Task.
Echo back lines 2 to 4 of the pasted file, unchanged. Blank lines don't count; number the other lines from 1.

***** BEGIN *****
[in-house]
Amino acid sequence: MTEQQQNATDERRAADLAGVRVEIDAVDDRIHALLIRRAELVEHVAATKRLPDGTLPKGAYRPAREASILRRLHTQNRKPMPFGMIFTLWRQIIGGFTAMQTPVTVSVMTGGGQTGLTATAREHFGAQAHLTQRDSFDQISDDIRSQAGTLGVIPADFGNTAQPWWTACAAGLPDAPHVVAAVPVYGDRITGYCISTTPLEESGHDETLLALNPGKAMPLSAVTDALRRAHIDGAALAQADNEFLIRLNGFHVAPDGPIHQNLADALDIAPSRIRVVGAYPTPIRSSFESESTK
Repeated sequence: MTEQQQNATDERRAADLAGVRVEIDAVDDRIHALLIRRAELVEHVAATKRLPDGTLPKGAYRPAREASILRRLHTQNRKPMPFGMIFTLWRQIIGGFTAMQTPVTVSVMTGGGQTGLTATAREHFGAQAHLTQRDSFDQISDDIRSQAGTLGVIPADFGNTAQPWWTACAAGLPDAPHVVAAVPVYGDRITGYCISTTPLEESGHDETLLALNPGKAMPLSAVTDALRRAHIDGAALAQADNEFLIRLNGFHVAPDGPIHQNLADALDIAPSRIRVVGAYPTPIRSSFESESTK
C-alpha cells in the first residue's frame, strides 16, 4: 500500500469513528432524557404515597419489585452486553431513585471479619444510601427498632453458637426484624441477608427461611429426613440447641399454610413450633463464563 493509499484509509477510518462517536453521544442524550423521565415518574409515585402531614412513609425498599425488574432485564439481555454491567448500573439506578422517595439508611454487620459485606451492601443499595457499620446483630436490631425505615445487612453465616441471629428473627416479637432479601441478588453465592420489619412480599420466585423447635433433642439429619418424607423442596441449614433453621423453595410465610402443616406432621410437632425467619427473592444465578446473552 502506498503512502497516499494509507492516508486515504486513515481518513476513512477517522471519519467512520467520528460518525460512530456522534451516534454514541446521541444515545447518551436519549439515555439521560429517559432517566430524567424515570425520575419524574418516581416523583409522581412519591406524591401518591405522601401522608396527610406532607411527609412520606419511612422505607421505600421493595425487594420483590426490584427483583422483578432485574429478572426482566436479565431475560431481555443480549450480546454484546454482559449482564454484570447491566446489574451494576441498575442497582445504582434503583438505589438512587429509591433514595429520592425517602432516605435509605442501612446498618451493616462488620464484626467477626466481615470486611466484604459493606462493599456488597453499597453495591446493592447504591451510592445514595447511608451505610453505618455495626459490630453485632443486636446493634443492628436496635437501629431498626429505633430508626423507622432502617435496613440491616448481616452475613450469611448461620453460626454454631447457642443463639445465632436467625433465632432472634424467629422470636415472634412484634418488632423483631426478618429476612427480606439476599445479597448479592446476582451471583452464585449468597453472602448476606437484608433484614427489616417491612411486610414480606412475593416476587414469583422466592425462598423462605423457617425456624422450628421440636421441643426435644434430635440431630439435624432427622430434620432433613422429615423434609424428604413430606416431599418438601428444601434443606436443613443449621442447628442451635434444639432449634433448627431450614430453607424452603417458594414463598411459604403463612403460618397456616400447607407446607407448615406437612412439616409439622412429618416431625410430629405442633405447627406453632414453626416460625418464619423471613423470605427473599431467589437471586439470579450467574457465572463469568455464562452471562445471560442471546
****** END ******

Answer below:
Amino acid sequence: MTEQQQNATDERRAADLAGVRVEIDAVDDRIHALLIRRAELVEHVAATKRLPDGTLPKGAYRPAREASILRRLHTQNRKPMPFGMIFTLWRQIIGGFTAMQTPVTVSVMTGGGQTGLTATAREHFGAQAHLTQRDSFDQISDDIRSQAGTLGVIPADFGNTAQPWWTACAAGLPDAPHVVAAVPVYGDRITGYCISTTPLEESGHDETLLALNPGKAMPLSAVTDALRRAHIDGAALAQADNEFLIRLNGFHVAPDGPIHQNLADALDIAPSRIRVVGAYPTPIRSSFESESTK
Repeated sequence: MTEQQQNATDERRAADLAGVRVEIDAVDDRIHALLIRRAELVEHVAATKRLPDGTLPKGAYRPAREASILRRLHTQNRKPMPFGMIFTLWRQIIGGFTAMQTPVTVSVMTGGGQTGLTATAREHFGAQAHLTQRDSFDQISDDIRSQAGTLGVIPADFGNTAQPWWTACAAGLPDAPHVVAAVPVYGDRITGYCISTTPLEESGHDETLLALNPGKAMPLSAVTDALRRAHIDGAALAQADNEFLIRLNGFHVAPDGPIHQNLADALDIAPSRIRVVGAYPTPIRSSFESESTK
C-alpha cells in the first residue's frame, strides 16, 4: 500500500469513528432524557404515597419489585452486553431513585471479619444510601427498632453458637426484624441477608427461611429426613440447641399454610413450633463464563 493509499484509509477510518462517536453521544442524550423521565415518574409515585402531614412513609425498599425488574432485564439481555454491567448500573439506578422517595439508611454487620459485606451492601443499595457499620446483630436490631425505615445487612453465616441471629428473627416479637432479601441478588453465592420489619412480599420466585423447635433433642439429619418424607423442596441449614433453621423453595410465610402443616406432621410437632425467619427473592444465578446473552 502506498503512502497516499494509507492516508486515504486513515481518513476513512477517522471519519467512520467520528460518525460512530456522534451516534454514541446521541444515545447518551436519549439515555439521560429517559432517566430524567424515570425520575419524574418516581416523583409522581412519591406524591401518591405522601401522608396527610406532607411527609412520606419511612422505607421505600421493595425487594420483590426490584427483583422483578432485574429478572426482566436479565431475560431481555443480549450480546454484546454482559449482564454484570447491566446489574451494576441498575442497582445504582434503583438505589438512587429509591433514595429520592425517602432516605435509605442501612446498618451493616462488620464484626467477626466481615470486611466484604459493606462493599456488597453499597453495591446493592447504591451510592445514595447511608451505610453505618455495626459490630453485632443486636446493634443492628436496635437501629431498626429505633430508626423507622432502617435496613440491616448481616452475613450469611448461620453460626454454631447457642443463639445465632436467625433465632432472634424467629422470636415472634412484634418488632423483631426478618429476612427480606439476599445479597448479592446476582451471583452464585449468597453472602448476606437484608433484614427489616417491612411486610414480606412475593416476587414469583422466592425462598423462605423457617425456624422450628421440636421441643426435644434430635440431630439435624432427622430434620432433613422429615423434609424428604413430606416431599418438601428444601434443606436443613443449621442447628442451635434444639432449634433448627431450614430453607424452603417458594414463598411459604403463612403460618397456616400447607407446607407448615406437612412439616409439622412429618416431625410430629405442633405447627406453632414453626416460625418464619423471613423470605427473599431467589437471586439470579450467574457465572463469568455464562452471562445471560442471546